Dissertation Summary Ryan Cook %ater as understood in the 3reek tradition Aristotle inherited as the universe0s most fundamental material constituents# 2sin! this sense of contact Aristotle provides descriptions of phenomena involved in all instances of bodily interaction# $he second sense %hich Aristotle refers to as .extended / is associated %ith a!ents %hose causal activities cannot be reduced to material interactions bet%een elemental bodies# 2sin! this sense Aristotle describes phenomena involved in hi!her"order biolo!ical and psycholo!ical processes ran!in! from the reproduction of or!anisms to the perception of color# Follo%in! this !eneral analysis Chapter ((( provides a detailed treatment of Aristotle0s authoritative sense of contact# Siftin! carefully throu!h poorly understood discussions in 3C and the Physics ( analy'e his treatment0s pro!ression from the idea that touch re)uires a certain topolo!ical relation bet%een the outer limits of material bodies to the claim that the primary objects of this relation must be elemental bodies possessed of either li!htness or heaviness# Alon! the %ay ( ar!ue that such bodily limits must be understood as formal items of a special sort that such formal items are capable of possessin! the sorts of primary places re)uired by Aristotle0s definition of contact and that Aristotle ackno%led!es both mathematical and physical senses of location# Contrary to much recent scholarship ( also establish that the objects of such contact must be capable of !enuinely reciprocal causal interactions both actin! on and bein! affected by other elemental bodies# Chapter (7 then turns to Aristotle0s extended sense of contact %hich is said to apply to a class of items capable of touchin! others %ithout thereby bein! touched in return# A!ainst lon!standin! scholarly traditions ( ar!ue that these items cannot be construed as either !eometrical or astronomical entities and must instead be understood as immaterial or psychic capacities that bear only an indirect relationship to material bodies# For this reason Aristotle indicates these objects of one"%ay contact %ill not possess the sorts of authoritative locations associated %ith both %ei!ht and the four elements and %ill be able to act on various patients %ithout also openin! themselves up to bein! affected# Proceedin! to 3C (#60s treatment of actin! and bein! affected Chapter 7 dra%s further distinctions bet%een these t%o classes of entities# Dra%in! on Aristotle0s assertion that the objects of authoritative action share a sin!le material substrate delineated by pairs of contrary attributes ( first use the !eneral model of chan!e laid do%n in Physics (((#8"9 to sho% %hy interactions bet%een )ualitatively opposed elements must have an inherently reciprocal structure# Since any item that is actually hot must also be potentially cold ( claim it follo%s that the same contact relations that allo% a particular fire to heat a pail of %ater %ill also permit this fire to be cooled in return by somethin! else somethin! cold# ,ence all items capable of t%o"%ay contact must be counter"affected %hen en!a!ed in causal processes and %ill lose at least some of the causal po%ers responsible for their activity in the process# For this same reason ho%ever those items %hose causal attributes are not essentially tied to material elements and their contraries %ill be capable of actin! %ithout openin! 3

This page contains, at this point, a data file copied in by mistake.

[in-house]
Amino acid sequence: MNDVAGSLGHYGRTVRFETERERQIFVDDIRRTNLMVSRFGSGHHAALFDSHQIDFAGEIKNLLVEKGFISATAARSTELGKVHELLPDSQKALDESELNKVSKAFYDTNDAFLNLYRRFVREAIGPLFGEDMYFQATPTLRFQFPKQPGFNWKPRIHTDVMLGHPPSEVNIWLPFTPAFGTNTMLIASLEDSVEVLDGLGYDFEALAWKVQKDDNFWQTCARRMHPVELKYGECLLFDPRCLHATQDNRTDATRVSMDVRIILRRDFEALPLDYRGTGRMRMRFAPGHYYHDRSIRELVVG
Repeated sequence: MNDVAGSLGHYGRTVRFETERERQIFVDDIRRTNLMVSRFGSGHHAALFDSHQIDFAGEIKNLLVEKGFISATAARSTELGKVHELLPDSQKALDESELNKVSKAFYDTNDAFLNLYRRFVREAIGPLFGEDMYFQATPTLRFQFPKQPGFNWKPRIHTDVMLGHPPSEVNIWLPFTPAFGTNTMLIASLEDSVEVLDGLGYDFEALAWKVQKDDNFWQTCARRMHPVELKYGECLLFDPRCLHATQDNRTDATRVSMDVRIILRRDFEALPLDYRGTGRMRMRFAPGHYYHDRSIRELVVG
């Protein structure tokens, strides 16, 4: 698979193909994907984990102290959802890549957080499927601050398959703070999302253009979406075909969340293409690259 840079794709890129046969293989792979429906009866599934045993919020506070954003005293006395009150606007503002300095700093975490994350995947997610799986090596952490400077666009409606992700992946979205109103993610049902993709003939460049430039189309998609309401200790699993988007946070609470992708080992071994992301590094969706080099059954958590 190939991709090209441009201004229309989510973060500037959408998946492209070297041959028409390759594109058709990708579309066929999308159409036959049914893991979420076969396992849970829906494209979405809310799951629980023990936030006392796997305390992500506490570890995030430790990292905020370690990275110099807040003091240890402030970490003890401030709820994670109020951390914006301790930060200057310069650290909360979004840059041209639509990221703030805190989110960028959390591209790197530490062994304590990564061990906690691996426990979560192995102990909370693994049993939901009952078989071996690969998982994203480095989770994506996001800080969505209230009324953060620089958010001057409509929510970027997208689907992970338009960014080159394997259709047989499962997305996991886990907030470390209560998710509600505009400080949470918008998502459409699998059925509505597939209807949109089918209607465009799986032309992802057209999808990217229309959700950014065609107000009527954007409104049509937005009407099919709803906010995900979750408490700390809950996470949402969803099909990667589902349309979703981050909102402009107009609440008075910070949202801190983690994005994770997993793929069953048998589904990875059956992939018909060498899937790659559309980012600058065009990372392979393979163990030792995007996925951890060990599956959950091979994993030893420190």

Dissertation Summary Ryan Cook themselves up to such counter"affection and loss# ,ence an individual intellect0s !rasp of architecture can !overn the sorts of chan!es involved in buildin! a house %ithout losin! any of its capacity to build further houses and an or!anism0s soul can create a further or!anism of the same type %ithout also compromisin! its po%ers of !eneration# (n Chapter 7( 7( the precedin! results are applied to those remarks of Aristotle0s typically used by interpreters to deny on Aristotle0s behalf subjecthood to souls# Returnin! to passa!es from the De Anima introduced in Chapter ( ( ar!ue that these texts merely reinforce the complex account of action and bein! affected provided in the 3C# $he soul cannot possibly %eave or build houses by itself but this is only because such activities involve component chan!es that re)uire elemental bodies as a!ential subjects# $his does not entail that the first principles of such activities cannot be provided by forms and states predicated directly of soul alone# (nstead as the dissertation has established this possibility is positively necessary in certain cases#